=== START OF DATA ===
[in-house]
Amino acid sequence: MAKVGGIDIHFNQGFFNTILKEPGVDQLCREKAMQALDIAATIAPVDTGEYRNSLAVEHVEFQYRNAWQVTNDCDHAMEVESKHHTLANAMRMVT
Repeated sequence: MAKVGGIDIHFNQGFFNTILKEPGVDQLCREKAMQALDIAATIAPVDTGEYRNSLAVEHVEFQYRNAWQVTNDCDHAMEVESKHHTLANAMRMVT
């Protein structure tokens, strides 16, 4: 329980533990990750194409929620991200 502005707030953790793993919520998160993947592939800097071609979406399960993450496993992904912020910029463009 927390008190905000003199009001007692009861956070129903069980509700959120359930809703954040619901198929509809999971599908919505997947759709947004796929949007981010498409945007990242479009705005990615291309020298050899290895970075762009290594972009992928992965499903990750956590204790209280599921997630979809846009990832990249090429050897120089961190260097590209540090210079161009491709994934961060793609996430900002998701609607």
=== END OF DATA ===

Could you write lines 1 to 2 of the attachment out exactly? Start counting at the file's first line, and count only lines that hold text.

[in-house]
Amino acid sequence: MAKVGGIDIHFNQGFFNTILKEPGVDQLCREKAMQALDIAATIAPVDTGEYRNSLAVEHVEFQYRNAWQVTNDCDHAMEVESKHHTLANAMRMVT